It’s also one of the most pleasant to explore, wandering along its narrow lanes and past houses dating from the 1600s and 1700s. Front doors often open directly onto the streets, as there is often no space for a dooryard.

[PLEASE NOTE: Weekly open houses are NOT being held at Portsmouth Harbor Lighthouse, in spite of what is said in this article. For the past two seasons the tours have been by reservation, and the site (an active Coast Guard station) is off limits to the public otherwise. The status of tours in 2023 has yet to be decided.

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Block Island (RI) Ranks Amongst Top 50 Places to Travel in 2023

Online travel site Travel Leming calls the island a “hidden gem” with “some of the most brilliant sunsets on the East Coast.”

Block Island North RI, photo by J Candace Clifford

While we may have just sang the praises of six different fall escapes in our October issue, we also agree with Travel Lemming‘s assertion that another top travel destination lies in our very own backyard. The online travel guide recently posted its annual “50 Best Places to Travel” bucket list for 2023, and coming in at number forty-nine is the Ocean State’s “hidden gem” Block Island.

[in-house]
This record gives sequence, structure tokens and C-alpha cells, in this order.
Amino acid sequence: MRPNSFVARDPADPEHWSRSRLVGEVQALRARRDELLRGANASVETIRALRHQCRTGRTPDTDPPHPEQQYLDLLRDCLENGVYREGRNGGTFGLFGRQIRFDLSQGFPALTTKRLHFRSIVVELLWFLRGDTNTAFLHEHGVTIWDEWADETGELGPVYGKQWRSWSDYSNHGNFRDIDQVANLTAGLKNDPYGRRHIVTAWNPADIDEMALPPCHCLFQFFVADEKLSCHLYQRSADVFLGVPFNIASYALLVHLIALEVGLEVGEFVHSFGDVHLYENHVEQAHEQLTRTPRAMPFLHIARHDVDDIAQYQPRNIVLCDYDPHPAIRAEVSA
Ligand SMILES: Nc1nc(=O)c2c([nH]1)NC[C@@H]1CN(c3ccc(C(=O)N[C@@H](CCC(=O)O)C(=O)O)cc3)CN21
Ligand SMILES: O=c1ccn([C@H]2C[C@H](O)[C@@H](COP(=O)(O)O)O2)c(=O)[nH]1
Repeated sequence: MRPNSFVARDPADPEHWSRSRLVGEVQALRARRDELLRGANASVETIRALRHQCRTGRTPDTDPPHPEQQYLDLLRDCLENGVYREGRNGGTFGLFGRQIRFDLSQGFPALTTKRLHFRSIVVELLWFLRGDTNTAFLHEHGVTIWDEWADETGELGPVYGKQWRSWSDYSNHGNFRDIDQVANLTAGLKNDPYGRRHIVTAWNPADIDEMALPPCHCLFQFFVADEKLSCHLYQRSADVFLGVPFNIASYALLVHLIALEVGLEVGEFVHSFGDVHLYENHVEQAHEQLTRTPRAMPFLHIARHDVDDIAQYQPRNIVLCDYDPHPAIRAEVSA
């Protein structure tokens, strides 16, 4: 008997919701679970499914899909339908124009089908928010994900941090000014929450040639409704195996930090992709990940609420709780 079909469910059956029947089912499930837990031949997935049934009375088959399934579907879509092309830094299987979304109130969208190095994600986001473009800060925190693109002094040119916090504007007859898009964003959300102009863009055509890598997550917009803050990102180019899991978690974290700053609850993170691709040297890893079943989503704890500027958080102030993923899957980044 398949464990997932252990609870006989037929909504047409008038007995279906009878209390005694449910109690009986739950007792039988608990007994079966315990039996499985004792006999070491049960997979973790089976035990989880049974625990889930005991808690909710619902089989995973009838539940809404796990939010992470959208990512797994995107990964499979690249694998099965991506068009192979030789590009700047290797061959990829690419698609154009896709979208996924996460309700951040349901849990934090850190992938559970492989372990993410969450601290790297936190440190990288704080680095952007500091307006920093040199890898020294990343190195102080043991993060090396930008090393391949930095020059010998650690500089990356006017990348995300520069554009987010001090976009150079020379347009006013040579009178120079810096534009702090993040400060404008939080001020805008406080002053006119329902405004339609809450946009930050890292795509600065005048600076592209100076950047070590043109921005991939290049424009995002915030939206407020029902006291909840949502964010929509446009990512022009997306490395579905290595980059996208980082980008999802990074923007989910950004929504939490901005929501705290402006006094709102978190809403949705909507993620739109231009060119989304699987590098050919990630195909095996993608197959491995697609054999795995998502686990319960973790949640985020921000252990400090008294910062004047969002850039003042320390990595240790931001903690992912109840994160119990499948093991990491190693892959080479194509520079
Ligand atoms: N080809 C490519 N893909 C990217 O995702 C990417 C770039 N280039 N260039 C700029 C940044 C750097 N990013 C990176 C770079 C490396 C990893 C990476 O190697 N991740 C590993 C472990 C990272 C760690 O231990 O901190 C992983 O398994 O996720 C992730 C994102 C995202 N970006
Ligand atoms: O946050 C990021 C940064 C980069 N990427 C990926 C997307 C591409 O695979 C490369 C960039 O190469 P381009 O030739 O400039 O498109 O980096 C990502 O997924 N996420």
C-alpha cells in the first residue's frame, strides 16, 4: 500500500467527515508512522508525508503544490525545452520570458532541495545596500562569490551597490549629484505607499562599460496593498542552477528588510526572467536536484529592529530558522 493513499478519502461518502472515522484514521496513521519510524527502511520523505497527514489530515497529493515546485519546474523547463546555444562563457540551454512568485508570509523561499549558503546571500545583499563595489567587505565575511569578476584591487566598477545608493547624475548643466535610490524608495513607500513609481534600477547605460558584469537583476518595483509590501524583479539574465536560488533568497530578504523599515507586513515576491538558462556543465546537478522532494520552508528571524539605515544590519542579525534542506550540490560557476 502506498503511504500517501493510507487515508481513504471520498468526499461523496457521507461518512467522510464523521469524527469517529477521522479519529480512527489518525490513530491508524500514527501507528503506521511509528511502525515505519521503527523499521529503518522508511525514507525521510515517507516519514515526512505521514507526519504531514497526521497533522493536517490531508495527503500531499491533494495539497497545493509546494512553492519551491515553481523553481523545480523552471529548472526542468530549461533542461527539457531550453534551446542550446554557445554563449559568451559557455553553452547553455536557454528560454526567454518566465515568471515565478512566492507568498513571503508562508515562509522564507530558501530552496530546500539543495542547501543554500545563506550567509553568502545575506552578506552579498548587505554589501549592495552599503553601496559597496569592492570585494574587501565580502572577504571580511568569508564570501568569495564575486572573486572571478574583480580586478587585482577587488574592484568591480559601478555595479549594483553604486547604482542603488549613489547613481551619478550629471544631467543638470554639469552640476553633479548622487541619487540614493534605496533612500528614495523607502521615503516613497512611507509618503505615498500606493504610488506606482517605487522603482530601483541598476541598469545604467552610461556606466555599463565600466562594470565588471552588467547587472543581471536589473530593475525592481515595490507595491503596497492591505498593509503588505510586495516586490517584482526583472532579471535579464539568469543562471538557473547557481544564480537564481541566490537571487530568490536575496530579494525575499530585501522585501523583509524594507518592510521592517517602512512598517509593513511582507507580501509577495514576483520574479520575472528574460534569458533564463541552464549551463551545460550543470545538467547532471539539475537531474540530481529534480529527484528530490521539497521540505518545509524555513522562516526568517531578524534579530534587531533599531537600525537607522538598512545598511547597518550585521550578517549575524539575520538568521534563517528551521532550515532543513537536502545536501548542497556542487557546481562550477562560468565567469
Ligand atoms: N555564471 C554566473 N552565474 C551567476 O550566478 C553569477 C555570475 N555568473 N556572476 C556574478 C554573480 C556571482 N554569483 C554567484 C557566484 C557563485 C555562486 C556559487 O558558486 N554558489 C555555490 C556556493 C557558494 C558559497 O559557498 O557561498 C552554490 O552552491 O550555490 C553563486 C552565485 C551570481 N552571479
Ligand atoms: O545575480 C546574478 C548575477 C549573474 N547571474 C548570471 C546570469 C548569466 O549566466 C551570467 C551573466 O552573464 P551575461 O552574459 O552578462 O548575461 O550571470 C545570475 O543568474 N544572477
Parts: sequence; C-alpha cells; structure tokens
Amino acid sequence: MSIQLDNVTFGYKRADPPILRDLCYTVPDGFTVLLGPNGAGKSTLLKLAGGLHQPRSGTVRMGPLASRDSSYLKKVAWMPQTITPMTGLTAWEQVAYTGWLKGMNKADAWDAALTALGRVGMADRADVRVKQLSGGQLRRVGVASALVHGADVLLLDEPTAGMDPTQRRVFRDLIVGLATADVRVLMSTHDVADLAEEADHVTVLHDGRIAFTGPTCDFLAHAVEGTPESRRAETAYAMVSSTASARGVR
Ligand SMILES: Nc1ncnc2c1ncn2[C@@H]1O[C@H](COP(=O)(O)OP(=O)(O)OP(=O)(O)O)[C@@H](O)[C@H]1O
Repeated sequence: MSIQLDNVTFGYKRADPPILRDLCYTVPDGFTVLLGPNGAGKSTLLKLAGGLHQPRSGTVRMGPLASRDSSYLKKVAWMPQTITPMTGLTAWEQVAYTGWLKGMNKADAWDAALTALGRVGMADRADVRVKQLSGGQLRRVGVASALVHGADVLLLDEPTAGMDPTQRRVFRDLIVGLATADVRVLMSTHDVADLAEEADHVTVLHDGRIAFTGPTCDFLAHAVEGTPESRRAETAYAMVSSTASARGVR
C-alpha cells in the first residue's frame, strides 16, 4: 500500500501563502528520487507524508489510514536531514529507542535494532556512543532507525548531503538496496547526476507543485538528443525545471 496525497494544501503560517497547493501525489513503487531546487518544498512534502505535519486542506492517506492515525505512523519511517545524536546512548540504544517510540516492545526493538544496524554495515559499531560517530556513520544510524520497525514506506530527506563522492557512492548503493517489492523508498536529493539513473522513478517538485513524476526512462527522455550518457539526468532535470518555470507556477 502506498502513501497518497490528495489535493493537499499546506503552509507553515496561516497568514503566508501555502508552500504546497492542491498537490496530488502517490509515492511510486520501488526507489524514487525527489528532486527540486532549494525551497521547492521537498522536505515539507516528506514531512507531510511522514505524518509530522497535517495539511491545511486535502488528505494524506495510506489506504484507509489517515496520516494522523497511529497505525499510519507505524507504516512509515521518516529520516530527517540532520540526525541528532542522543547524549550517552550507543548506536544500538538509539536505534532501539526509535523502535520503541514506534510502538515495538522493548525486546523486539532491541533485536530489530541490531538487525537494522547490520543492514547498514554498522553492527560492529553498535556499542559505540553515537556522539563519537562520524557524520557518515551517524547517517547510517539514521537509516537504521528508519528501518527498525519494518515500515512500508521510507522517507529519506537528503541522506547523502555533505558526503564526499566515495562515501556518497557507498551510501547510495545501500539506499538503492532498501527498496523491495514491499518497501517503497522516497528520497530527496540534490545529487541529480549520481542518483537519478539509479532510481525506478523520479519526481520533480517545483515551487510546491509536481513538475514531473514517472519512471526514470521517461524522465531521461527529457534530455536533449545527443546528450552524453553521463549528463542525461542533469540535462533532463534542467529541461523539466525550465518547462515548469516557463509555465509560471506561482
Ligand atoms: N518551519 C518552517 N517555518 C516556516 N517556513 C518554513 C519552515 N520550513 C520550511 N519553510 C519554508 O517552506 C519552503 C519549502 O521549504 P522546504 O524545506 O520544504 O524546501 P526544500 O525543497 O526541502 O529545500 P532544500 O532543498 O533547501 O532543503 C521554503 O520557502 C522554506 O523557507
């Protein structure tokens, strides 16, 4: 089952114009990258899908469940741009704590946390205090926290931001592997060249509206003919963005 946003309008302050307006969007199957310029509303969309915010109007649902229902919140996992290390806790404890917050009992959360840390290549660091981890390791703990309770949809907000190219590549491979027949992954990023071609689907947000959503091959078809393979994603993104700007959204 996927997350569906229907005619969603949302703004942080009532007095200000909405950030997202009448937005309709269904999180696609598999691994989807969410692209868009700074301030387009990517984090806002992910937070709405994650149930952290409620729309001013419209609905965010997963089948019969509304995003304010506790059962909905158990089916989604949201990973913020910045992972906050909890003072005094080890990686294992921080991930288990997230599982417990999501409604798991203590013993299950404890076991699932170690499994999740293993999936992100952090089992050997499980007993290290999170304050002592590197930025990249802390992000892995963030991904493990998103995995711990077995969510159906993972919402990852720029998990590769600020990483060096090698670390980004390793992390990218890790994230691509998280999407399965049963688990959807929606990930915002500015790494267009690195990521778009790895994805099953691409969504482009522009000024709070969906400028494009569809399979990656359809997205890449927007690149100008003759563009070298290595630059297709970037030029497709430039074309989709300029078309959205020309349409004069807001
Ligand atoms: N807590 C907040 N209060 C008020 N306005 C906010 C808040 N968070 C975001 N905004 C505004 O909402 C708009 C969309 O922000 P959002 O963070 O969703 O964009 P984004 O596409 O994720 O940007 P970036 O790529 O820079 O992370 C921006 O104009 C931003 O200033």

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The Outer Banks community celebrates a milestone at Bodie Island (NC) Lighthouse’s 150th anniversary event

A celebration of the Bodie Island Lighthouse’s 150th anniversary drew a huge crowd on Saturday, November 12, with an estimated 200 attendees heading to the Outer Banks landmark to mark the occasion.

Bodie Island NC, photo by Ralph Eshelman

Though the original event, (scheduled for October), was postponed due to inclement weather, the delay did not dwindle the enthusiasm, as evidenced by the number of lightkeeper descendants, state and local officials, U.S. Coast Guard representatives, and other stakeholders who were on site to join in the festivities.

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U.S. Lighthouse Society News is produced by the U.S. Lighthouse Society to support lighthouse preservation, history, education and research.

If you have items of interest to the lighthouse community and its supporters, please email them to Jeremy D’Entremont at